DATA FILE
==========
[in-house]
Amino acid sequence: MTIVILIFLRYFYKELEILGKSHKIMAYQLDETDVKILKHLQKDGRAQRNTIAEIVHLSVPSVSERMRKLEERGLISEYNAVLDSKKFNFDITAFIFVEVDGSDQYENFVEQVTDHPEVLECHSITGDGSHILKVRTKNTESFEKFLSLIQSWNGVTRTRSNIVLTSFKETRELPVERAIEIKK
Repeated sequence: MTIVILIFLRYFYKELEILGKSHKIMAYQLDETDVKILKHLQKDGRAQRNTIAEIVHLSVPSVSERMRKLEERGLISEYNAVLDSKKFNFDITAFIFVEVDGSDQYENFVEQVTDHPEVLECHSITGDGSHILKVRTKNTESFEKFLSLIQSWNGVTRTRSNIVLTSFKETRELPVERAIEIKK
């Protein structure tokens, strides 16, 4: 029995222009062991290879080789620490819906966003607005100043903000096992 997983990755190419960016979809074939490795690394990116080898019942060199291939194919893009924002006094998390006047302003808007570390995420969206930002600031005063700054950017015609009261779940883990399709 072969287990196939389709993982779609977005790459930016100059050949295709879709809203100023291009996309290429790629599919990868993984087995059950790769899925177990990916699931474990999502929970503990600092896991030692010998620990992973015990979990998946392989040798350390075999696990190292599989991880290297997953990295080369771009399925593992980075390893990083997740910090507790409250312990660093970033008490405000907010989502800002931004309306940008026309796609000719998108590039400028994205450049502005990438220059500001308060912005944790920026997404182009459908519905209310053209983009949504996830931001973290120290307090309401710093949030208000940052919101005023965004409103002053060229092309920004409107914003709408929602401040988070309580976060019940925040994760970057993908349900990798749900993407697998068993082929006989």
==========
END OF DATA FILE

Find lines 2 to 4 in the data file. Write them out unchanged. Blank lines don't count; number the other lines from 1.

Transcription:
Amino acid sequence: MTIVILIFLRYFYKELEILGKSHKIMAYQLDETDVKILKHLQKDGRAQRNTIAEIVHLSVPSVSERMRKLEERGLISEYNAVLDSKKFNFDITAFIFVEVDGSDQYENFVEQVTDHPEVLECHSITGDGSHILKVRTKNTESFEKFLSLIQSWNGVTRTRSNIVLTSFKETRELPVERAIEIKK
Repeated sequence: MTIVILIFLRYFYKELEILGKSHKIMAYQLDETDVKILKHLQKDGRAQRNTIAEIVHLSVPSVSERMRKLEERGLISEYNAVLDSKKFNFDITAFIFVEVDGSDQYENFVEQVTDHPEVLECHSITGDGSHILKVRTKNTESFEKFLSLIQSWNGVTRTRSNIVLTSFKETRELPVERAIEIKK
């Protein structure tokens, strides 16, 4: 029995222009062991290879080789620490819906966003607005100043903000096992 997983990755190419960016979809074939490795690394990116080898019942060199291939194919893009924002006094998390006047302003808007570390995420969206930002600031005063700054950017015609009261779940883990399709 072969287990196939389709993982779609977005790459930016100059050949295709879709809203100023291009996309290429790629599919990868993984087995059950790769899925177990990916699931474990999502929970503990600092896991030692010998620990992973015990979990998946392989040798350390075999696990190292599989991880290297997953990295080369771009399925593992980075390893990083997740910090507790409250312990660093970033008490405000907010989502800002931004309306940008026309796609000719998108590039400028994205450049502005990438220059500001308060912005944790920026997404182009459908519905209310053209983009949504996830931001973290120290307090309401710093949030208000940052919101005023965004409103002053060229092309920004409107914003709408929602401040988070309580976060019940925040994760970057993908349900990798749900993407697998068993082929006989």